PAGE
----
My father, Tigernach O' Diarmada, a successful merchant trader, died.
As his only son, this meant that I had to take over conducting the business affairs for the family business. That also meant I had to travel as my father had for many years. I had traveled with him many times in my youth, but for the years immediately preceding his death I had dealt with the local production, purchasing, and delivery of goods. I usually went no further than south to the hot or cold fair in Troyes, or north to the highlands of our cousins in the Scottish Highlands.
The first year after my father’s death, I traveled to visit my cousin in Constantinople - Charlemagne’s city. His father, my Uncle Loki, was also a merchant trader and our link to the Middle East. You may know him as Bran O' Diarmada or, as he is known in the Kingdom of Jerusalem, Bran ben Cormac. Loki moved his household to Jerusalem when he married a local girl, Miriam, during one of his trading trips. His presence there allowed us access to goods from the Mediterranean and the Orient without having to wait to trade at the hot and cold fairs. Instead, we were able to trade goods back and forth, even to the hot and cold fairs.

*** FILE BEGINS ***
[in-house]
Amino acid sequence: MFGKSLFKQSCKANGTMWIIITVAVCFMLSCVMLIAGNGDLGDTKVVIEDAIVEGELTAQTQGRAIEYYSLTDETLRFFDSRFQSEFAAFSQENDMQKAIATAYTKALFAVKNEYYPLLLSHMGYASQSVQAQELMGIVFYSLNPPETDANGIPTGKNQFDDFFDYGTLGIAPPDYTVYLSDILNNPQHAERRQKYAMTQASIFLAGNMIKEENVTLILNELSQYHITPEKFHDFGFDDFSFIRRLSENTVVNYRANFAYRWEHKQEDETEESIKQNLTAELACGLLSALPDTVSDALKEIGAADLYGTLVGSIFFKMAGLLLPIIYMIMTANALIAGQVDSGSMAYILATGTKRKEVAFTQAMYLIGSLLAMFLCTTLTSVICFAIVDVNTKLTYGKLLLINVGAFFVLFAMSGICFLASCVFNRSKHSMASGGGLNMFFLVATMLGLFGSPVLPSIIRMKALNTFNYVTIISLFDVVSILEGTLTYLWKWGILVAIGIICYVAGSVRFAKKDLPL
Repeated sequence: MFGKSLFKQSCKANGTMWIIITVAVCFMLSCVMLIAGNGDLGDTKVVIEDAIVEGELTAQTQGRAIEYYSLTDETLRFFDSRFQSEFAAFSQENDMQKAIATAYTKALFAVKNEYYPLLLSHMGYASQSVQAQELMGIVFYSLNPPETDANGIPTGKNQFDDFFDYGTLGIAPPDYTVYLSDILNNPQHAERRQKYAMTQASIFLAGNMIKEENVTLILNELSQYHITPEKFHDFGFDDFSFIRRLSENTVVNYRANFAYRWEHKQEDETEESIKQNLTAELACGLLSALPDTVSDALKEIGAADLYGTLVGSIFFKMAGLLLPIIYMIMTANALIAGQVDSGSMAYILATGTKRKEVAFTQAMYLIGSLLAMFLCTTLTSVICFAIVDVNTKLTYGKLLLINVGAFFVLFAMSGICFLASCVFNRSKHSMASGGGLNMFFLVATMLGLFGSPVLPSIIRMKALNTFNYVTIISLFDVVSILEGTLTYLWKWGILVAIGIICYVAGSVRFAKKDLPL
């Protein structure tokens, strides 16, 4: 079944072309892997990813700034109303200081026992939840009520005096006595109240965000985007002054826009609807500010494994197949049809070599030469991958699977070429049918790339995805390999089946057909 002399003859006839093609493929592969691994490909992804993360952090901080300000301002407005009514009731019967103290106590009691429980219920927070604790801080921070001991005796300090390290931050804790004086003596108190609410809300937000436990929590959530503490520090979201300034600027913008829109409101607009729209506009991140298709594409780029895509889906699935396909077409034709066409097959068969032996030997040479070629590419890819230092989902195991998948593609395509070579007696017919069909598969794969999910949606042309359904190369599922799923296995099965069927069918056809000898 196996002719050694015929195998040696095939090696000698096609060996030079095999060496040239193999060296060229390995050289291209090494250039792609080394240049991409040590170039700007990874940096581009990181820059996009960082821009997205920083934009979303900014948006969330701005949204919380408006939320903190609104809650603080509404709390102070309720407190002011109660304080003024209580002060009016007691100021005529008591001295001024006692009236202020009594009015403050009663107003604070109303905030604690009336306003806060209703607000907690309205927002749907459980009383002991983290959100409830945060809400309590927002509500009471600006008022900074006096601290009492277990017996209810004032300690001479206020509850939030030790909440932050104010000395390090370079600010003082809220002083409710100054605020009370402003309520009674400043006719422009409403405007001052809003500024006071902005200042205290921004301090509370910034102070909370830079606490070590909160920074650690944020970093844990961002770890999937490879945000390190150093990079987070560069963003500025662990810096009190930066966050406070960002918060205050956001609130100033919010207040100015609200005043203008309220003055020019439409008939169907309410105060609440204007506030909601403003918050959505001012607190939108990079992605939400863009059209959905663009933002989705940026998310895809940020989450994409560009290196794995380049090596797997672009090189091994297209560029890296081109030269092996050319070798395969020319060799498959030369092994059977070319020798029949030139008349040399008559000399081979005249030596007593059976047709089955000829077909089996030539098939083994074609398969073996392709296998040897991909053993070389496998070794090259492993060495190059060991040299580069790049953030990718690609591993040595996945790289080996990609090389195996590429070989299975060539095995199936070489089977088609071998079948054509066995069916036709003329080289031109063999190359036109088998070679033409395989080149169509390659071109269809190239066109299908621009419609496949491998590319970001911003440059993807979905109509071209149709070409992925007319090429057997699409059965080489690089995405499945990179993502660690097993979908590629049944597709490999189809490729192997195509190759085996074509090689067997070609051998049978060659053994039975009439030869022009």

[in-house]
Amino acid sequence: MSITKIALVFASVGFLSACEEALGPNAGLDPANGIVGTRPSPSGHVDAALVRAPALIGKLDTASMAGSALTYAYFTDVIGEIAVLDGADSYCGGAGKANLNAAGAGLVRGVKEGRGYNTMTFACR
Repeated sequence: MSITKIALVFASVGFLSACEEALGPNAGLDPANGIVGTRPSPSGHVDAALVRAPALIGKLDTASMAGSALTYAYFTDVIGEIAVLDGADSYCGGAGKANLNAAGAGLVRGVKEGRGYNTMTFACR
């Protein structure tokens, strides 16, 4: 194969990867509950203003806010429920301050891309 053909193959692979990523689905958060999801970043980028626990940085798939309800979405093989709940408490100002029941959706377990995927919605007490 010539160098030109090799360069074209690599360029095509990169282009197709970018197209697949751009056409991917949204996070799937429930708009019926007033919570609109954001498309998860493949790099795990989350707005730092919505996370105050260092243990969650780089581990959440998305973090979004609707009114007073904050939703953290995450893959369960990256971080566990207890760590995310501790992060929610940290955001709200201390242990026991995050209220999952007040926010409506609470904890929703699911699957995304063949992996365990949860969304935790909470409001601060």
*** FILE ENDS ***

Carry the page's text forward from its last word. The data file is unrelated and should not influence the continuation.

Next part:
My cousin and I traveled to Jerusalem to see Loki for business. It was Loki who decided I needed to purchase camels. I needed to transport goods purchased for trade back to the ship I had waiting at Tyre. I had planned to simply arrange transport, but Uncle Loki insisted it would be better if I took the goods back with me, as "why wait until tomorrow if you can get the job done today." And so, to the purchase of camels.
To purchase anything in an honorable and yet reasonable manner, it very important to establish a relationship between the purchasing and buying parties. This is especially true in the Middle East. People in this area will not "do business" if they do not know you. They are happy to take your denari, but they will not "do business." I knew this and was prepared to spend some time trading (and PURCHASING CAMELS) and establishing my own relationships as son and heir with the men I had met with my father in my youth.
My uncle continued to insist it would be better if we were to have our own people and animals to transport the goods. He offered the services of his sons to manage and maintain my investment during the times I would not be in the Middle East. This meant I had to meet with my cousins as well as other people over several weeks, hiring additional men to assist my cousins with my new business; purchasing horses, donkeys AND CAMELS. Now I knew horses and donkeys as we used them at home, but I knew nothing about camels. I also did not speak the local languages and had to depend on my Uncle and cousins to translate. So, even though I felt the pack animals we had to be good enough and was willing to hire transport for everything else, I agreed to buy the camels.